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No roads lead to Pilottown, but nary a ship passes it by

By Stewart McBrideStaff correspondent of The Christian Science Monitor / April 1, 1982



Pilottown, La.

In days past, Pilottown might have been Old Man River's swan song.

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One of the last outposts on the soggy banks of the Mississippi before it gurgles into the Gulf of Mexico, Pilottown was inhabited by a family dynasty of river pilots who made their living threading foreign freighters through the narrow channel between New Orleans and the ocean. Every so often, hurricanes would wash their houses downriver. And every so often the townspeople would rebuild. Destructive winds and waves became a fact of life.

During the last few decades, however, particularly after hurricanes Betsy and Camille successively razed the town, many of the old families threw in the towel. They headed toward New Orleans and settled on higher ground. The river pilots' work, however, kept them close to the mouth of the Mississippi. They stayed behind in Pilottown, along with a few dozen other hardy souls who had become part of the pilot fraternity.

Today some might argue that the term ''town'' is too loosely applied to this settlement so lacking in the accouterments associated with cosmopolitan life. It is true that Pilottown has no garbage trucks, no stop signs, no gas stations -- no streets, for that matter. No barbershop, no grocery store, no police station or crime to speak of. Among its modest possessions are a small post office and ZIP code (70081), a handful of houses on stilts, and rather comfortable digs for about 145 commuting pilots. In addition, Pilottown harbors the enviable indolence of a Huck Finn dangling his feet in a fishing hole. And beneath this tranquillity is a fierce community pride.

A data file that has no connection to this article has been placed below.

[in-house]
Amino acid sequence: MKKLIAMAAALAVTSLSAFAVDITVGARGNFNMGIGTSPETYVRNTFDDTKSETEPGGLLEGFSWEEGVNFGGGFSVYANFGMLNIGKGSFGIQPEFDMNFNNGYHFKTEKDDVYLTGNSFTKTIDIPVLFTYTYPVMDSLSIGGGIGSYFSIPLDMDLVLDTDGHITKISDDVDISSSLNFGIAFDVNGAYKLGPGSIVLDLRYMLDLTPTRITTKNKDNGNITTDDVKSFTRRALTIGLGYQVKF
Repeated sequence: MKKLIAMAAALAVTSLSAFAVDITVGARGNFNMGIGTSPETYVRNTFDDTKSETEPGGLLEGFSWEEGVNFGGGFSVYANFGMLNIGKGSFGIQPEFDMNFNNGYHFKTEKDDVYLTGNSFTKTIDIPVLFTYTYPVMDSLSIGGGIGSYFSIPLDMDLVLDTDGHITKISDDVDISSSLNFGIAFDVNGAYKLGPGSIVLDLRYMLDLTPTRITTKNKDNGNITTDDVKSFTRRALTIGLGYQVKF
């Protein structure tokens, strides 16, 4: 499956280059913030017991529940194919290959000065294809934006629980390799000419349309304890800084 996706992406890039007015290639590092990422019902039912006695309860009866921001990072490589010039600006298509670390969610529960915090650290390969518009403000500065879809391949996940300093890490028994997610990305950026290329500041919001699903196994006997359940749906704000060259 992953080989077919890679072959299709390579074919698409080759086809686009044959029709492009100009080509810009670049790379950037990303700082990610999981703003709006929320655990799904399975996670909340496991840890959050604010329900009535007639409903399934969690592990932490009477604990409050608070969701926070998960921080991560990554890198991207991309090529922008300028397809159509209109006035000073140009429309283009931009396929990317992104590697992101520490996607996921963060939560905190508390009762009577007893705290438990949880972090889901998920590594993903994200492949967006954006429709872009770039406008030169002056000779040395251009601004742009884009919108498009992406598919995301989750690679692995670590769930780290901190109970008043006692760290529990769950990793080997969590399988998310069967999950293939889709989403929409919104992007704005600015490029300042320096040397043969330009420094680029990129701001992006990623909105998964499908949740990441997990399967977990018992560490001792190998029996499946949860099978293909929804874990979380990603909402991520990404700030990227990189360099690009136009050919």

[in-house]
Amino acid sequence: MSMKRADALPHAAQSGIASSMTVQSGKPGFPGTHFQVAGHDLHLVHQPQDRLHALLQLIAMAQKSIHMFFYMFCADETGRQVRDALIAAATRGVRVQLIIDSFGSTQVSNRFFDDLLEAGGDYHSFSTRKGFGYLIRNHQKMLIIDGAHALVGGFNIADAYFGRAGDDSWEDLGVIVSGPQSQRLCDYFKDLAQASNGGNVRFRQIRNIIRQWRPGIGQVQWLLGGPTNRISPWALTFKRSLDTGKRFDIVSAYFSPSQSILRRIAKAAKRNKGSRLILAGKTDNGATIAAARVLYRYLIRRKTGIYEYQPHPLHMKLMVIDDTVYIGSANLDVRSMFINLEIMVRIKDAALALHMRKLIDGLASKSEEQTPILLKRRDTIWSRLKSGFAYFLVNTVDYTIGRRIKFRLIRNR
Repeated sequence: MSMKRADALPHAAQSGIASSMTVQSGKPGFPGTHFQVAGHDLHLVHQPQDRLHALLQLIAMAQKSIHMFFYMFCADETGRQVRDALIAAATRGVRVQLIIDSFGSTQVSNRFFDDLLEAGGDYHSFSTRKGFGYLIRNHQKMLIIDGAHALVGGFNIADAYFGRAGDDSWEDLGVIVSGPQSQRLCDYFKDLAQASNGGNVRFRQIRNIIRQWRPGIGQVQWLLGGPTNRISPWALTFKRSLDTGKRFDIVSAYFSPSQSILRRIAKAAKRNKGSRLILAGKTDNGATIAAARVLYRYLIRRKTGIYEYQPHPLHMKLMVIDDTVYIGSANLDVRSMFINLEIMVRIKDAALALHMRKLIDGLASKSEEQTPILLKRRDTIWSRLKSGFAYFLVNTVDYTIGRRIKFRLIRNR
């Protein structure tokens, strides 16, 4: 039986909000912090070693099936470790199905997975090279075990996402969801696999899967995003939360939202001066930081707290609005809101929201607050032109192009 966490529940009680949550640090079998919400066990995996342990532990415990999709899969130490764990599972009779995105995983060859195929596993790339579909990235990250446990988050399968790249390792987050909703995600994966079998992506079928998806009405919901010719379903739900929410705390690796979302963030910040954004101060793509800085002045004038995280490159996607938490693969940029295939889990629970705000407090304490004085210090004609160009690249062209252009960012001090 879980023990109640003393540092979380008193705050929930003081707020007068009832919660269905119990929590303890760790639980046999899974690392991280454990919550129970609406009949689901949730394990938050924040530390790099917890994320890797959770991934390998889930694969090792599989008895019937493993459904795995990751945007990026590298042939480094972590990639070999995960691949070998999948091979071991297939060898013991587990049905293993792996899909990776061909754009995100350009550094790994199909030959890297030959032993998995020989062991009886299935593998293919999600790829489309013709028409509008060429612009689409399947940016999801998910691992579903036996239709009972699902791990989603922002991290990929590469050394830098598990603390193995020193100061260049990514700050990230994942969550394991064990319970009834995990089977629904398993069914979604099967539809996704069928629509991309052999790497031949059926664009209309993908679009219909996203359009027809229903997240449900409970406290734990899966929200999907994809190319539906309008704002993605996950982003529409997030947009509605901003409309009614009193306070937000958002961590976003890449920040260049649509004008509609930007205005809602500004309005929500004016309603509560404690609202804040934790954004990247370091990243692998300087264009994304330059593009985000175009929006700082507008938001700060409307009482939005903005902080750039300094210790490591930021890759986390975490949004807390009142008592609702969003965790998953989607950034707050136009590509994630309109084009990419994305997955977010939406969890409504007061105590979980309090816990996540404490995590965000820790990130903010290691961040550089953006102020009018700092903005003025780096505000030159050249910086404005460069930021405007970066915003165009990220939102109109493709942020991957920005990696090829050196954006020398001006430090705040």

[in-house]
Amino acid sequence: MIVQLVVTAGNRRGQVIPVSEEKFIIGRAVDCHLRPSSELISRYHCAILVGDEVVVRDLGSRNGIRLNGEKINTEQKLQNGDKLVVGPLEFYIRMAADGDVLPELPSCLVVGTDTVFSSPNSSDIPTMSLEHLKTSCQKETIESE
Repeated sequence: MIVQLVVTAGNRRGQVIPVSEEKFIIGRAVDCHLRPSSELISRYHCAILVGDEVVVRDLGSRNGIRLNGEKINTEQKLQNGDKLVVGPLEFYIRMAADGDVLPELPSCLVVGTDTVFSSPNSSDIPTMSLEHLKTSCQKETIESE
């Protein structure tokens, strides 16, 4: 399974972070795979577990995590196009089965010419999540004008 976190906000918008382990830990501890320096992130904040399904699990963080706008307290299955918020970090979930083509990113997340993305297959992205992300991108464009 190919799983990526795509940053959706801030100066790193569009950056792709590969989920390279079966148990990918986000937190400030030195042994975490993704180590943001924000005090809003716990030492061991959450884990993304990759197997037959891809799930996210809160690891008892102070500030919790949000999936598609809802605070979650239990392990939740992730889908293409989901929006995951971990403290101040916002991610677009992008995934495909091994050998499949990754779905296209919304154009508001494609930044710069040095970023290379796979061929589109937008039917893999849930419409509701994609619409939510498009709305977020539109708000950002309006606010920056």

No roads lead to Pilottown, which rests on the southwest tip of one of the Delta's islands. It can only be approached by boat. Two hours south of New Orleans, Highway 23 ends in Venice, a tiny burg that sells groceries, crawfish bait, and helicopter services to oil companies ferrying roughnecks to and from offshore drilling rigs. From there the ride downriver to the town takes another half hour. Everything -- food, mail, drinking water -- must be imported. Up until a dozen or so years ago, it had to run its own gasoline generator for electricity.

Pilottown was meant as a destination; it is not on the way to anywhere else. Rarely does someone just happen by. Strangers stand out like ticks in a milk pail; journalists are downright declasse. Curiosity got the best of this journalist, however, and at first blush of day, I drove to Venice and caught a lift downriver on a pilot boat leaving the Texaco dock. The Mississippi was blanketed with a thick Scotch mist. For the next 35 minutes, we ran a gantlet of looming shadows that our radar told us were oncoming ships. But dodging freighters was child's play compared with tangling with the Pilottown postmistress. ''No, you reporters aren't too popular around here,'' said Postmistress Edna Smith, who announced when I stepped ashore that she didn't care to talk. As determined as she might have been, there was no holding back her cracker-barrel gift for gab. ''We don't get many journalists in here, but I'll tell you about one reporter who hitched in on the mailboat. He was a fast-talking wild man who didn't seem to listen at all. In his report all he did was knock Pilottown about its weeds, and the houses on stilts. From reading his story you would have thought if you fell off the boardwalk the alligators would eat you. I suppose people like you who read that stuff actually believed it.''

The postmistress doesn't take kindly to outsiders right off, yet she is probably as amiable a woman as you'll find on the Mississippi. Like the town she lives in, she is prouder than a peacock. In her burgundy pants and floral-print blouse, she wouldn't stop fuming about ''the last newspaper photographer who took my picture and made me look like a breadbox.''

Edna Smith is born-and-bred Pilottown. ''Growing up as children we were always playing in boats and going after crawfish,'' she recalled. ''It's hard to believe but there used to be 200 people here. My cousin had 12 children. There was a wooden boardwalk and a grocery store where I used to work. There was a regular freighter boat from New Orleans. It was a real lively place. . . .

''But that's what I like most about Pilottown; it's nice and quiet. Me, I'm scared of going into New Orleans. I hear they shoot people on the street like blackbirds. In Pilottown we sleep with the doors open. There's no crime here and it's all white. We're just like one big happy family. In fact, we're all related somehow.''